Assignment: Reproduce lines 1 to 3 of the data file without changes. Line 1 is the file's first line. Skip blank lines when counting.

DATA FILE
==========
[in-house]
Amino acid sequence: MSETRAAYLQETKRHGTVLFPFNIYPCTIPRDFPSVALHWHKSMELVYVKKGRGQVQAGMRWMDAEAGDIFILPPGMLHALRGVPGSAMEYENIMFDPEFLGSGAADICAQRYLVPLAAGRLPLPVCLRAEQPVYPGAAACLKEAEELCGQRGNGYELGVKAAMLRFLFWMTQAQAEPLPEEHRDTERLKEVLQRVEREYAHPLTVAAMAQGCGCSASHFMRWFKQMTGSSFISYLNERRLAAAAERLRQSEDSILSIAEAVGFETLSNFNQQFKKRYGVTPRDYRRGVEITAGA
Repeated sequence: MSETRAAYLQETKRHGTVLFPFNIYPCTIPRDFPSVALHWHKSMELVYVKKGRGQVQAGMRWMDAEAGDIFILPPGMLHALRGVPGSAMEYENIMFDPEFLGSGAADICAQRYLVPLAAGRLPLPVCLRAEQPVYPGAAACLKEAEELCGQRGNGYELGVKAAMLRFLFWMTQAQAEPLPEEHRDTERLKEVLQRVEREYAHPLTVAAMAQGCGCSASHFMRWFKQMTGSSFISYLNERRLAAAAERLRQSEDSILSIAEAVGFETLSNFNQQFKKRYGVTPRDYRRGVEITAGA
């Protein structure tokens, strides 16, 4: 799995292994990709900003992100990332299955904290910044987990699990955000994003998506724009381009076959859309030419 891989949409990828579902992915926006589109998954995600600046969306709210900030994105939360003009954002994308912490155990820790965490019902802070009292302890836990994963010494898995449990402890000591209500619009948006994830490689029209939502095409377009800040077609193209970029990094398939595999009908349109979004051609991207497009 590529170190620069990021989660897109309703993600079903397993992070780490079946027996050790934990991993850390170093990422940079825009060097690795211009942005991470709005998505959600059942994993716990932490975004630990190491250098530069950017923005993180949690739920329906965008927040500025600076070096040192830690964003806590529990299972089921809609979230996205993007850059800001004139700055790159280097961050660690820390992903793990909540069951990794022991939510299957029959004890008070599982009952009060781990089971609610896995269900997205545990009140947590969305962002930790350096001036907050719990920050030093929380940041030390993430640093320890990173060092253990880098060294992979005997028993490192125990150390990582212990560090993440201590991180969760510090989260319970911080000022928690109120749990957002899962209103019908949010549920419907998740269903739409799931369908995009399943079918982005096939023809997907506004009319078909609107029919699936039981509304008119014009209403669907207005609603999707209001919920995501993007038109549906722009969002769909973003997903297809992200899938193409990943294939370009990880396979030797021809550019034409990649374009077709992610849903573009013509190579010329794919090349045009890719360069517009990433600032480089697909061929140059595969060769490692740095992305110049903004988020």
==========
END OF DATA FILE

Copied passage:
[in-house]
Amino acid sequence: MSETRAAYLQETKRHGTVLFPFNIYPCTIPRDFPSVALHWHKSMELVYVKKGRGQVQAGMRWMDAEAGDIFILPPGMLHALRGVPGSAMEYENIMFDPEFLGSGAADICAQRYLVPLAAGRLPLPVCLRAEQPVYPGAAACLKEAEELCGQRGNGYELGVKAAMLRFLFWMTQAQAEPLPEEHRDTERLKEVLQRVEREYAHPLTVAAMAQGCGCSASHFMRWFKQMTGSSFISYLNERRLAAAAERLRQSEDSILSIAEAVGFETLSNFNQQFKKRYGVTPRDYRRGVEITAGA
Repeated sequence: MSETRAAYLQETKRHGTVLFPFNIYPCTIPRDFPSVALHWHKSMELVYVKKGRGQVQAGMRWMDAEAGDIFILPPGMLHALRGVPGSAMEYENIMFDPEFLGSGAADICAQRYLVPLAAGRLPLPVCLRAEQPVYPGAAACLKEAEELCGQRGNGYELGVKAAMLRFLFWMTQAQAEPLPEEHRDTERLKEVLQRVEREYAHPLTVAAMAQGCGCSASHFMRWFKQMTGSSFISYLNERRLAAAAERLRQSEDSILSIAEAVGFETLSNFNQQFKKRYGVTPRDYRRGVEITAGA